Making his coffee makes me want to wash myself, then

everything in there, then myself again. There are dishes and

mugs resting on the grey plastic drainer by the sink, but they

are marred with scrapings of unidentifiable food scraps. The

mugs are ringed with stains, brown dribbles down the sides.

When I lift the drainer slightly, I see that beneath it is a thick,

black substance, like an oil spill. I wonder again quite what I

paid the cleaners for. I run the tap, Dad shouts that I should

be careful, that the hot water is extremely hot. He’s right, and

as I wash the mugs and plates, I let it scald me, watching the

skin of my fingers turn red and swollen. I boil the kettle, pour

the instant coffee. He takes his with two sugars and a

generous glug of Elmlea, that sort of buttermilk cream

substitute. It separates slightly, leaving flecks of white fat

whirling around in the hot, sweet liquid.

The main reason for this visit is to fill in some benefit

forms and to get an idea of the latest prognoses for his various

illnesses. The longest form to be completed is for the oddly

named ‘Attendance Allowance’, an amount of cash he should

in theory be eligible for, intended for things like cleaners,

perhaps a gardener. General maintenance. Dad gets angry

and tired when filling in forms, so here I am. It rather

helpfully provides me with an excuse to ask him all sorts of

personal questions to which I would rather not have to know

the answer, such as: can he wash himself, does he have any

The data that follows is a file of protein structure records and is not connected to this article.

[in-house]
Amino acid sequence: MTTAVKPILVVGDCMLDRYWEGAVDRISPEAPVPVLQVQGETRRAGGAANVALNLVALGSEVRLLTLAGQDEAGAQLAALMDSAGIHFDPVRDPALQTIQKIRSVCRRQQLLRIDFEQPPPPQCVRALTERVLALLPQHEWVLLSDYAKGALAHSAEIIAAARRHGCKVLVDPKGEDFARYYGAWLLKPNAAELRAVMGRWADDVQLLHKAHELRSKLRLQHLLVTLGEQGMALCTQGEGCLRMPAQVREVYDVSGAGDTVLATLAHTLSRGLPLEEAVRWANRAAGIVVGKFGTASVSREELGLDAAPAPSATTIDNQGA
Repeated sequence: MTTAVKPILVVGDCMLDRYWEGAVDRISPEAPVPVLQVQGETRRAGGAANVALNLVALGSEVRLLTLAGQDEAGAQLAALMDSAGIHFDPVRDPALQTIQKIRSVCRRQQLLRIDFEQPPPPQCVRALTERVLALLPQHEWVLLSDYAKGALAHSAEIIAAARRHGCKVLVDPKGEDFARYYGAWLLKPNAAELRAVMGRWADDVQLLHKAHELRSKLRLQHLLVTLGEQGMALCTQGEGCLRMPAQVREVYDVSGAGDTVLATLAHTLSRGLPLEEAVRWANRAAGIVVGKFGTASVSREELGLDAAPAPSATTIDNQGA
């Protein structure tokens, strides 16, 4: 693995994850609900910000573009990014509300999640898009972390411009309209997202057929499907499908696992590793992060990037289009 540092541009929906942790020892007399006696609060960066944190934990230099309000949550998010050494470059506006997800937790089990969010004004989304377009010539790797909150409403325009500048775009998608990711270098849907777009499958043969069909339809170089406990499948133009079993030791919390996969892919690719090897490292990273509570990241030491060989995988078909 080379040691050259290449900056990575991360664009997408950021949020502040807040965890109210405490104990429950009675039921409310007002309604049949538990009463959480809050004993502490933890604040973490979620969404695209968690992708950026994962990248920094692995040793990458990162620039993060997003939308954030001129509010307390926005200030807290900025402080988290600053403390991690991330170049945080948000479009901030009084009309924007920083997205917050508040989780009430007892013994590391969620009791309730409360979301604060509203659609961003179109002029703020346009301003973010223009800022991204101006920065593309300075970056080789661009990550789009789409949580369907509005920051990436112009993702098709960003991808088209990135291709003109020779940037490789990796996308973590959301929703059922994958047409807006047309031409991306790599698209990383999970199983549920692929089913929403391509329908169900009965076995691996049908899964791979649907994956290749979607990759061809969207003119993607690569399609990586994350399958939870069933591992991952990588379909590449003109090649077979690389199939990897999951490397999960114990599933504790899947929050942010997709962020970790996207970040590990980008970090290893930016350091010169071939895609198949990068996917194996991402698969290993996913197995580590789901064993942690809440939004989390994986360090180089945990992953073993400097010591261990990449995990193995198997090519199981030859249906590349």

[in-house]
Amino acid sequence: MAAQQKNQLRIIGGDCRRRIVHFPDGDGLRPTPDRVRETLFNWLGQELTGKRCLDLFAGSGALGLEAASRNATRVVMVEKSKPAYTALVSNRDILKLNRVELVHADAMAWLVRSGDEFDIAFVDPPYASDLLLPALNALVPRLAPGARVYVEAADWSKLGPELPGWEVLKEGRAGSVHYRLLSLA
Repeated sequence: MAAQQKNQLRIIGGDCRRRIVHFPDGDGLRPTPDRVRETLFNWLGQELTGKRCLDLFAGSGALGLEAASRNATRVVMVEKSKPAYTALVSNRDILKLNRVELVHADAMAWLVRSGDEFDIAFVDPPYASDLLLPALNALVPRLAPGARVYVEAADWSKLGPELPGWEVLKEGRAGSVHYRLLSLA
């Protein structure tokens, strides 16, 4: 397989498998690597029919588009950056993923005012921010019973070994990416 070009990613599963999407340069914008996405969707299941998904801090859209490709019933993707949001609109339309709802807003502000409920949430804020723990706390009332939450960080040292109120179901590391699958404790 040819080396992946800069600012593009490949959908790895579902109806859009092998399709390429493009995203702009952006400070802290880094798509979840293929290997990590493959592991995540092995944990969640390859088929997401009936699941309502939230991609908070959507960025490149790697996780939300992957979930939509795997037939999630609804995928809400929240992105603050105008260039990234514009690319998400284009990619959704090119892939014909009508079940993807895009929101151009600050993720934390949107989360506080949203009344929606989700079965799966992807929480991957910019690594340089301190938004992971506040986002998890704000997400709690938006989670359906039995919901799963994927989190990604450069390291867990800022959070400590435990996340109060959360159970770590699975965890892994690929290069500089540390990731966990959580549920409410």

trouble using the toilet, etc etc.

As I turn the pages, I am overcome with a sense of

injustice. Why, for goodness sake, am I responsible for this

grubby and sad job? I am obviously not yet enough of an

adult for this sort of thing. My younger brother and I are the

products of his third marriage. I feel a wave of frustration

towards my older half-siblings. If only they were not so

utterly inept this would be their responsibility, and I could

continue merrily on my way as the overgrown teenager,

avoiding real life by overstaying my welcome in higher

education. My half-sister (manic-depressive recluse) is fifty

years old now. Surely at fifty, one feels enough of an adult to

manage their elderly father’s decline with some grace. My

half-brother (alcoholic), is just two years her junior; wouldn’t

one’s late forties be just the sort of age to swoop in bravely

and help? As I think this, I disagree with myself. I am certain

that none of us have a fucking clue what we are doing.

I persevere with the questions. We are both uncomfortable.

When we complete the section about his illnesses and

medication, he produces a printed list of his prescriptions. It

is two pages long. The section about bathroom habits proves

to be particularly hard. As he tries to describe his difficulties

whilst also not giving me the details neither of us wish to hear

aloud, he breaks down. I go over and wrap my arms around

him. He doesn’t smell like he can’t wash. He just smells like

my dad.

At this moment my subconscious mind provides me with

a contrasting image. In this memory, I am around nine years

old. In a previous life, my father belonged to an exclusive

health club, and would take my brother and I swimming then

buy us posh sandwiches and extravagant hot chocolates. I see

him preparing to dive into the pool, tall and strong with

tanned skin, muscular shoulders and hair still mostly black.

He dives, barely disturbing the water. In the present, he wipes

his eyes and shrugs me off, asks if I mind if he smokes. I

should mind, particularly as one of his more serious medical

issues is COPD, but I say I don’t. We both need a break.

I put the forms to one side, smooth out my jumper, take a

sip of coffee. I ask him if he needs me to pick anything up for

him – I could walk to the nearest shop. He puts his head to

one side, looking like a bashful child about to ask for sweets.